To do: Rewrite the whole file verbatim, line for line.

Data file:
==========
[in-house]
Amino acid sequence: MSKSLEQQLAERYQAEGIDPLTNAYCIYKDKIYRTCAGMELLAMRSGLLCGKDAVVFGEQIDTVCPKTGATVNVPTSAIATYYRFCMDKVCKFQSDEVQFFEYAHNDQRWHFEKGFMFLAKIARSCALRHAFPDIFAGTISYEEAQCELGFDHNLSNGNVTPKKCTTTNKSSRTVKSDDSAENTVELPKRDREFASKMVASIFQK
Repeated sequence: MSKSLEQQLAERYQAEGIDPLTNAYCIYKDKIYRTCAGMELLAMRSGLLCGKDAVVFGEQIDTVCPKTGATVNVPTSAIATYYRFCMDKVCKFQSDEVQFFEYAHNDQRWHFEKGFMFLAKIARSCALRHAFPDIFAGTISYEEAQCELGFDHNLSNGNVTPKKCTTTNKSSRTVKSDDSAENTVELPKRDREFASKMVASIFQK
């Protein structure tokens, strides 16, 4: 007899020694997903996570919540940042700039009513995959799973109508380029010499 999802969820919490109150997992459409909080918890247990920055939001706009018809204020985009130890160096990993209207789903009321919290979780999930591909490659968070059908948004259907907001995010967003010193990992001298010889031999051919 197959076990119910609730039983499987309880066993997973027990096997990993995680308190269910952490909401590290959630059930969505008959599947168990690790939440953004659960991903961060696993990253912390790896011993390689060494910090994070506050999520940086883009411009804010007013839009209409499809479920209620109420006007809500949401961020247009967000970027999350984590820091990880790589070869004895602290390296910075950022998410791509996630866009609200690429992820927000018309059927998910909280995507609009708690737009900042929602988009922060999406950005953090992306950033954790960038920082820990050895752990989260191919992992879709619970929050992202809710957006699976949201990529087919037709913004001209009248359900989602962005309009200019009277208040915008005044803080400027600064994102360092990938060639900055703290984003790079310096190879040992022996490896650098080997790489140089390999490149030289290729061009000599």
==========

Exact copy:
[in-house]
Amino acid sequence: MSKSLEQQLAERYQAEGIDPLTNAYCIYKDKIYRTCAGMELLAMRSGLLCGKDAVVFGEQIDTVCPKTGATVNVPTSAIATYYRFCMDKVCKFQSDEVQFFEYAHNDQRWHFEKGFMFLAKIARSCALRHAFPDIFAGTISYEEAQCELGFDHNLSNGNVTPKKCTTTNKSSRTVKSDDSAENTVELPKRDREFASKMVASIFQK
Repeated sequence: MSKSLEQQLAERYQAEGIDPLTNAYCIYKDKIYRTCAGMELLAMRSGLLCGKDAVVFGEQIDTVCPKTGATVNVPTSAIATYYRFCMDKVCKFQSDEVQFFEYAHNDQRWHFEKGFMFLAKIARSCALRHAFPDIFAGTISYEEAQCELGFDHNLSNGNVTPKKCTTTNKSSRTVKSDDSAENTVELPKRDREFASKMVASIFQK
């Protein structure tokens, strides 16, 4: 007899020694997903996570919540940042700039009513995959799973109508380029010499 999802969820919490109150997992459409909080918890247990920055939001706009018809204020985009130890160096990993209207789903009321919290979780999930591909490659968070059908948004259907907001995010967003010193990992001298010889031999051919 197959076990119910609730039983499987309880066993997973027990096997990993995680308190269910952490909401590290959630059930969505008959599947168990690790939440953004659960991903961060696993990253912390790896011993390689060494910090994070506050999520940086883009411009804010007013839009209409499809479920209620109420006007809500949401961020247009967000970027999350984590820091990880790589070869004895602290390296910075950022998410791509996630866009609200690429992820927000018309059927998910909280995507609009708690737009900042929602988009922060999406950005953090992306950033954790960038920082820990050895752990989260191919992992879709619970929050992202809710957006699976949201990529087919037709913004001209009248359900989602962005309009200019009277208040915008005044803080400027600064994102360092990938060639900055703290984003790079310096190879040992022996490896650098080997790489140089390999490149030289290729061009000599």